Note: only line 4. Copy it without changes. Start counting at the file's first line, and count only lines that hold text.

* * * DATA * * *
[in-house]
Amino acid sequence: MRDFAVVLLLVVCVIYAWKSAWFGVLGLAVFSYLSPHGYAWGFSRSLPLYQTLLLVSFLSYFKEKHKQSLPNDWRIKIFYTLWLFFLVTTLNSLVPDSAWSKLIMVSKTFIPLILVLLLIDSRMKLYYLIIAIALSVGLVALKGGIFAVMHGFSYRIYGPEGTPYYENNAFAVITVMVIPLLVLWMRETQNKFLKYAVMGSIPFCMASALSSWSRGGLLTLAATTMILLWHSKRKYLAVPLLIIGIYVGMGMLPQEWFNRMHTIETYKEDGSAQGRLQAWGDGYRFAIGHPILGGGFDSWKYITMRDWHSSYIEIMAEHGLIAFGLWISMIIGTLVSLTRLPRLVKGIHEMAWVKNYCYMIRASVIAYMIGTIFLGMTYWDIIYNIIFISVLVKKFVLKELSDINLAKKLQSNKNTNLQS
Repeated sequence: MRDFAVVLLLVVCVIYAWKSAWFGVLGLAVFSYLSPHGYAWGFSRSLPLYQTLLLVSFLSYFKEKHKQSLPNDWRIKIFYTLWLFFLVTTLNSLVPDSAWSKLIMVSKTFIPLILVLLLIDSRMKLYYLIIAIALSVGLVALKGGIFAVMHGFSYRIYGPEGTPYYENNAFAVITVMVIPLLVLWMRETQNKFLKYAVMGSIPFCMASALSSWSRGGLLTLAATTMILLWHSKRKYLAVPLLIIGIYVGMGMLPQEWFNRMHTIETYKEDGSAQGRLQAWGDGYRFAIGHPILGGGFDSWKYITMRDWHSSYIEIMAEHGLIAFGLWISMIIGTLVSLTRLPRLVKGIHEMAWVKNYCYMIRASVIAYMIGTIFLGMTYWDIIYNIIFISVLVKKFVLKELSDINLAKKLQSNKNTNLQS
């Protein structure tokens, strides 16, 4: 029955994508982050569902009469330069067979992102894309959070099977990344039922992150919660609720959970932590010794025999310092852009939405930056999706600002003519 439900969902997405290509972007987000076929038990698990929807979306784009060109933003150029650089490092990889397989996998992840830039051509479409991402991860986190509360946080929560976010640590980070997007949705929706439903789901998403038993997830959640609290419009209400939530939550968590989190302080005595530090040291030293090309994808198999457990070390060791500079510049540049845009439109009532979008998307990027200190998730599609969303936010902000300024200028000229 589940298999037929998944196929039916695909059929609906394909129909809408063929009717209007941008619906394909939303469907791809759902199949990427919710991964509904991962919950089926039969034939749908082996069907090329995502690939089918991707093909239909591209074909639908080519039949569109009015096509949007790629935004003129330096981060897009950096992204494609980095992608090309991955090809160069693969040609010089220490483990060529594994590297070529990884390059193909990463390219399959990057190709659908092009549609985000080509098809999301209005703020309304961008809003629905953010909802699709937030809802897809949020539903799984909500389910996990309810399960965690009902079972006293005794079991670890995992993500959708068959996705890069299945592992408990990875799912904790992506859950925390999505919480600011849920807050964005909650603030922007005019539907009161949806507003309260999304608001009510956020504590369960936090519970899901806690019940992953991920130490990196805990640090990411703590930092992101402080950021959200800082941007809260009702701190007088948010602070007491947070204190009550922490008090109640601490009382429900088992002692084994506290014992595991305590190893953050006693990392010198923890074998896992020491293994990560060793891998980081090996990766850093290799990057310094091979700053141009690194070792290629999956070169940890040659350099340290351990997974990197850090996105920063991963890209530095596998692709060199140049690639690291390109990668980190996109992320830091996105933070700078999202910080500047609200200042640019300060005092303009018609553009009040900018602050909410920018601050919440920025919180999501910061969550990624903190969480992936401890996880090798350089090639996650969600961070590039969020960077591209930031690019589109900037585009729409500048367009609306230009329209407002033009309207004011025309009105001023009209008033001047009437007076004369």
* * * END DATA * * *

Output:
């Protein structure tokens, strides 16, 4: 029955994508982050569902009469330069067979992102894309959070099977990344039922992150919660609720959970932590010794025999310092852009939405930056999706600002003519 439900969902997405290509972007987000076929038990698990929807979306784009060109933003150029650089490092990889397989996998992840830039051509479409991402991860986190509360946080929560976010640590980070997007949705929706439903789901998403038993997830959640609290419009209400939530939550968590989190302080005595530090040291030293090309994808198999457990070390060791500079510049540049845009439109009532979008998307990027200190998730599609969303936010902000300024200028000229 589940298999037929998944196929039916695909059929609906394909129909809408063929009717209007941008619906394909939303469907791809759902199949990427919710991964509904991962919950089926039969034939749908082996069907090329995502690939089918991707093909239909591209074909639908080519039949569109009015096509949007790629935004003129330096981060897009950096992204494609980095992608090309991955090809160069693969040609010089220490483990060529594994590297070529990884390059193909990463390219399959990057190709659908092009549609985000080509098809999301209005703020309304961008809003629905953010909802699709937030809802897809949020539903799984909500389910996990309810399960965690009902079972006293005794079991670890995992993500959708068959996705890069299945592992408990990875799912904790992506859950925390999505919480600011849920807050964005909650603030922007005019539907009161949806507003309260999304608001009510956020504590369960936090519970899901806690019940992953991920130490990196805990640090990411703590930092992101402080950021959200800082941007809260009702701190007088948010602070007491947070204190009550922490008090109640601490009382429900088992002692084994506290014992595991305590190893953050006693990392010198923890074998896992020491293994990560060793891998980081090996990766850093290799990057310094091979700053141009690194070792290629999956070169940890040659350099340290351990997974990197850090996105920063991963890209530095596998692709060199140049690639690291390109990668980190996109992320830091996105933070700078999202910080500047609200200042640019300060005092303009018609553009009040900018602050909410920018601050919440920025919180999501910061969550990624903190969480992936401890996880090798350089090639996650969600961070590039969020960077591209930031690019589109900037585009729409500048367009609306230009329209407002033009309207004011025309009105001023009209008033001047009437007076004369």